Monday, March 26, 2018


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      When new books come in to the library, there is a moment when several staff members begin to ooh and aah about the beautiful picture books. Then they bring them to my desk. Leaf is one of those books. Author/ illustrator Sandra Dieckmann has produced a work of incredible artistry that embraces the power of story and the magic of the animal world, along with a message about disappearing ice caps and the effect of global warming on living things.
       A polar bear has arrived in a place far away from home, called the wild woods. The animals who live there are fearful of this large white creature covered with leaves, and so they name him LEAF. The name also contains the suggestion: they want him to leave. Eventually, as in many animal tales, the animals gather to decide what to do with him, The crows suggest talking to him, but none of the animals agree.  It is only after Leaf bounds out of a cave and jumps into the ocean, getting thrown by waves onto the beach, that the crows insist everyone must hear his story. He is lost, having floated far away from his home where the ice was melting.The good crows decide to join forces and fly him home, and the others promise to tell Leaf's story " to anyone who would listen, so that no polar bear would ever get lost again."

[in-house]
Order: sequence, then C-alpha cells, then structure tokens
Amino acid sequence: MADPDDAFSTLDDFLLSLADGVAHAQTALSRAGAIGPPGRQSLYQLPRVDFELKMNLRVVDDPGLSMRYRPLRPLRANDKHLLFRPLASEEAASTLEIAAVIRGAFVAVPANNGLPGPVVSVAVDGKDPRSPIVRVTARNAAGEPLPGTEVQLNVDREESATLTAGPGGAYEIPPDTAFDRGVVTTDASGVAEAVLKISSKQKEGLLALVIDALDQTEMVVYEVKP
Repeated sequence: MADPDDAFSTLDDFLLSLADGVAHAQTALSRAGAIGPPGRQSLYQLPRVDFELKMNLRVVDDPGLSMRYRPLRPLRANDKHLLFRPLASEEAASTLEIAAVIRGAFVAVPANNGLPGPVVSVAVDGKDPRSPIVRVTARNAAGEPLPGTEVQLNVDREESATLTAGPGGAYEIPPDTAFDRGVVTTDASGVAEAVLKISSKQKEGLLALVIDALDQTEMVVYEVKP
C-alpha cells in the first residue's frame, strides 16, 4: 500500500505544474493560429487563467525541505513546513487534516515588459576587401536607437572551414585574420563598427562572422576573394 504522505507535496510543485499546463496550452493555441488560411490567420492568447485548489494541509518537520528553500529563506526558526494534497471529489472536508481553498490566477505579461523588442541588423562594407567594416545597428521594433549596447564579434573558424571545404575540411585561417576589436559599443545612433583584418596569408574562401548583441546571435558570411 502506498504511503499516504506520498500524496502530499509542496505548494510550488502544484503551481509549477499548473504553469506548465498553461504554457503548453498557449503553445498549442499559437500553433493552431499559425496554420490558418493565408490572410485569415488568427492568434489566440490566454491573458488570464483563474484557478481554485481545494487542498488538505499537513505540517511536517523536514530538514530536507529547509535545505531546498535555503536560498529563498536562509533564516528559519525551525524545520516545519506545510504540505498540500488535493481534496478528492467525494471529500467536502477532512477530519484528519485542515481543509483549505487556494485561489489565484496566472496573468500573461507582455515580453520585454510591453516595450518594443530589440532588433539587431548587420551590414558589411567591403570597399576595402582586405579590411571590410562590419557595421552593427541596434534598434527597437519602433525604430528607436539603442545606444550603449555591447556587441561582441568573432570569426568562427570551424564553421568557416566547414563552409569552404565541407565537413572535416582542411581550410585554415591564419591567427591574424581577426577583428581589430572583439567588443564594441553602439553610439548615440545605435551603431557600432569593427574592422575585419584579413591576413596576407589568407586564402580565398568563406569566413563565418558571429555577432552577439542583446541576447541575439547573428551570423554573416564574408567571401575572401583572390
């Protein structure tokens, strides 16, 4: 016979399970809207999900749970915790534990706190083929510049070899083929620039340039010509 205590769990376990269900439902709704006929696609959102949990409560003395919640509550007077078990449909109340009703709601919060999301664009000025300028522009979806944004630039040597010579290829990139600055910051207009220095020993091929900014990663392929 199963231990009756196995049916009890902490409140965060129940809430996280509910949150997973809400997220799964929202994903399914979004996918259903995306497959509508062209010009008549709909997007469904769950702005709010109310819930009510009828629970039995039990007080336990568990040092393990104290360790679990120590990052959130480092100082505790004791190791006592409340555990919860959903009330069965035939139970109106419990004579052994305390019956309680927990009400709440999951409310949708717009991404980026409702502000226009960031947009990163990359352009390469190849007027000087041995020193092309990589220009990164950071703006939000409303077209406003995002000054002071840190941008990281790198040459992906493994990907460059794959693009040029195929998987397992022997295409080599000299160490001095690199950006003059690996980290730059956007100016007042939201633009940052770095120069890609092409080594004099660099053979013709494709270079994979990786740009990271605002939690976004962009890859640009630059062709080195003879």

This is a classic teaching story for today's children, with images that pulse with color and shapes. This is Sandra Dieckmann's only book in our catalog. I strongly recommend this for families with children of preschool and early elementary ages and for any person who loves art and animal fables.

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